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Viv didn’t want to tell them, didn’t want them to be embarrassed by her own weakness. She wanted to push through, just manage somehow, but—
But she had to. They were all going to fight together, and she’d only endanger everyone if she didn’t admit the truth.
“I’m sorry,” she gasped, struggling against the pounding headache, the nausea, the sense of the dim light being too bright, the noises of the crowd too loud, the scents of the food too overwhelming. “I’ve never… managed to acclimatize to the Otherworld…”
Thys’s delicate hands caught Viv’s shoulders, pulling her down off Varsha’s back. Viv made an unhappy face in the general vicinity of the white blur that must be Thys’s face, embarrassed.
And then Thys was kissing her.
This kiss wasn’t soft or tender or tentative. It was a possessive kiss, hard, almost biting, that strange, slender tongue curling in Viv’s mouth. Viv let out a muffled eep into Thys’s mouth, but she couldn’t help but kiss back, not while Thys was practically claiming her with it.
“Are you mine? Will you be mine, Vivian Dormer?” Thys whispered against Vivian’s mouth.
“Y-yes? Yes?” Vivian yelped, breath coming fast.
And something… changed.
The throbbing in her head vanished—and though other parts were throbbing now instead, at least that wasn’t painful—and the background sights and sounds seemed dialed down to a reasonable range again, as if the volume on everything had been lowered. Even her hip and leg felt less painful, weirdly, and that had nothing to do with this place.
More to the point, the churning in Viv’s guts, the sense of her magic curdling, the shudders and chills wracking her as the energies of the Otherworld interacted with her own channels were… gone.
“What did you do?” Vivian gasped, patting herself down as if expecting to feel something there beyond her own usually-traitorous body, her face, her torso, her stomach. “What happened? I feel… fine?”
“Yes, you should feel fine now,” Thys said reassuringly, patting Viv’s arm.
Thys smiled at Viv. It was a soft, precious smile, strangely shy and sweet. “We can acclimatize a human being to the Otherworld quickly. Because, you know, we can get ownership over them under certain circumstances, and spirit them away immediately, yes? It’s much as how demons can improve a witch’s ability through contract, if the rules mean that we can lay claim to you, we can take you home. Your body will ignore its usual needs and fit our needs instead. I thought it would be especially easy to do with you because we already have a channel.”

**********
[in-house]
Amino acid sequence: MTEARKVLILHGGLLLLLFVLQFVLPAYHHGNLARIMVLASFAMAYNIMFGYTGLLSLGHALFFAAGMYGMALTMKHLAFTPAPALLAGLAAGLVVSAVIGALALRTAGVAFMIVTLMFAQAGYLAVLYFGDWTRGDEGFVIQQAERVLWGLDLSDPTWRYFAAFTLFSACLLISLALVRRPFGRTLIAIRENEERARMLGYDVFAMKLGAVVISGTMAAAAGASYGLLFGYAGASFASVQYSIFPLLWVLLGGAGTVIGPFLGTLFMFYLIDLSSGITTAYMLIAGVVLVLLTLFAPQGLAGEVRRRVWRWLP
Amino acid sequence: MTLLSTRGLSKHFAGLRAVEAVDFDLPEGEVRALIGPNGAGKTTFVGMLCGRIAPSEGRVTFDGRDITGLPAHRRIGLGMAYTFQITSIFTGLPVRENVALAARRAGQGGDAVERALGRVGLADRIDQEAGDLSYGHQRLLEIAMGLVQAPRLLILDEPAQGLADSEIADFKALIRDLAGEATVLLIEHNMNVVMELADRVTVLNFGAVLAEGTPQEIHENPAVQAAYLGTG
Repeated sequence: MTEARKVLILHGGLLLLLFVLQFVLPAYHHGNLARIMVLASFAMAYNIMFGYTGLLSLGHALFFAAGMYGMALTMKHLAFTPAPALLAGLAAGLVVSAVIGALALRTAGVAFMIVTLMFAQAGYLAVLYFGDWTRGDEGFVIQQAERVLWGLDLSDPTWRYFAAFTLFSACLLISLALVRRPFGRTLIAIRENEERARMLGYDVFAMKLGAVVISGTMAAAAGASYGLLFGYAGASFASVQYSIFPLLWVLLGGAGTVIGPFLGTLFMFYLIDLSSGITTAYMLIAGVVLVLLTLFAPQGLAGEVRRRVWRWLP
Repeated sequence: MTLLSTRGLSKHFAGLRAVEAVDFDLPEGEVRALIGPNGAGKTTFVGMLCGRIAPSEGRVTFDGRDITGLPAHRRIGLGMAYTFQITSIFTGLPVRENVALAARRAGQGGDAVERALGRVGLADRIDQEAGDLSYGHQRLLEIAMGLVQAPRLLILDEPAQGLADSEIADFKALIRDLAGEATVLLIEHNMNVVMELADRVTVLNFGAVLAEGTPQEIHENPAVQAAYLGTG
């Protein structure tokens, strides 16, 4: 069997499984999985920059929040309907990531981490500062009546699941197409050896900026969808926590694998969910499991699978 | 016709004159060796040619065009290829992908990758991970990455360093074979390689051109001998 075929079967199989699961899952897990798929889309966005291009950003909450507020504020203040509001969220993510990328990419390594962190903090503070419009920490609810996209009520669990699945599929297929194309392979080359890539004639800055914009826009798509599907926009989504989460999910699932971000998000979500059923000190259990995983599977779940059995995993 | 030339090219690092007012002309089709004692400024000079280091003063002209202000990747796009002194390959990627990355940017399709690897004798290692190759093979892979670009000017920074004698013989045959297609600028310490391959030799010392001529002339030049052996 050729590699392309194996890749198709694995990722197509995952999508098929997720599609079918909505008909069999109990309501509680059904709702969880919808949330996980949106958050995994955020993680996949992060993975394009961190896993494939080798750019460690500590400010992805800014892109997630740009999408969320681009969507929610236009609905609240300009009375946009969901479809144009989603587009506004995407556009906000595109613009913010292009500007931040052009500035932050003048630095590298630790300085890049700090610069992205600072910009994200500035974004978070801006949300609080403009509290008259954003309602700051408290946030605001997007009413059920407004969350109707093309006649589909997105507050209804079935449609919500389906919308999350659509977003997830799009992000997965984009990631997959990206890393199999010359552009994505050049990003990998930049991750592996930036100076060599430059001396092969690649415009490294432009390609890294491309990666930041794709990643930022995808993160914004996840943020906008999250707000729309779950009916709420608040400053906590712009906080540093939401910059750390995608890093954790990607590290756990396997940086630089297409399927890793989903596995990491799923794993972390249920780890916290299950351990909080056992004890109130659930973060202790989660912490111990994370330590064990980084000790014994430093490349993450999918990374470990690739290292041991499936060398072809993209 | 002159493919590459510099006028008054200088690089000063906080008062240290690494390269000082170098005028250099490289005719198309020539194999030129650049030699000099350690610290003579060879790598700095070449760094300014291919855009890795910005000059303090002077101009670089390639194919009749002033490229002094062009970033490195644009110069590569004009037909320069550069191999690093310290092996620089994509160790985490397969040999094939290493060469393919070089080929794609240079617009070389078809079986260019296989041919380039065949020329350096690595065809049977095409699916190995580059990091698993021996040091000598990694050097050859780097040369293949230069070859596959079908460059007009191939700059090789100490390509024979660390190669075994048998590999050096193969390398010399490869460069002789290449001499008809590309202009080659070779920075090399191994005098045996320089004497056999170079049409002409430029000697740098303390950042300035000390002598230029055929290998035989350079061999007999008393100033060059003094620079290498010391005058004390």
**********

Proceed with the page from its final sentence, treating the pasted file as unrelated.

“So it’s not permanent?”
“Oh, it should be permanent,” Thys said. “If you follow rules to be freed, of course, you will no longer be mine, and that tends to have effects. But you unblocked your own magic earlier tonight without my help, so your magic is flowing now, where it wasn’t before. My stealing you away will just, I think, help show it how to flow down the channels correctly. And that is all that acclimatization is. I think it would be more strange if your body reverted entirely, after learning how to acclimatize. But, if it does revert, you know ways to accommodate now, yes?”
Vivian took stock, examining herself. It was true; the claiming, she assumed, was an effect on her, but things felt… unblocked. “I wonder why they were like this in the first place? Blocked. I have to assume it’s part of why I never acclimatized.”
Thys shrugged. “Sometimes, that is just how bodies are. Or perhaps you were cursed when young by someone who did not want you to be great. Or perhaps you simply had other needs for acclimatization than most people. Or perhaps we are soulmates and you simply needed to soulbond with me so that I could aid you when you needed it! If we are soulmates, perhaps everything is now just right!”
In all fairness, Viv had never believed in soulmates. But Thys was practically sparkling at the thought, so Viv just just smiled. “Yeah, maybe.”
“I hate to interrupt your kisssssing in front of me,” Varsha said dryly, “but the Merry Gentry are over there.”
Viv pulled her gaze away from Thys’s face and looked around the bazaar. When she had come through before as part of moving to Branwin, it had been a blur of misery. Here, it looked… fun. Exciting. String lights and lanterns were wound up on strange, twisted trees, and booths made of a dark wood were set up all over the place. Monsters of all kinds browsed the wares at those booths, and she watched for a moment as a young headless boy was given a bit of unidentifiable fried meat on a stick; he nibbled on it, his head cradled in the nook of one arm, like a parent giving a baby a bottle.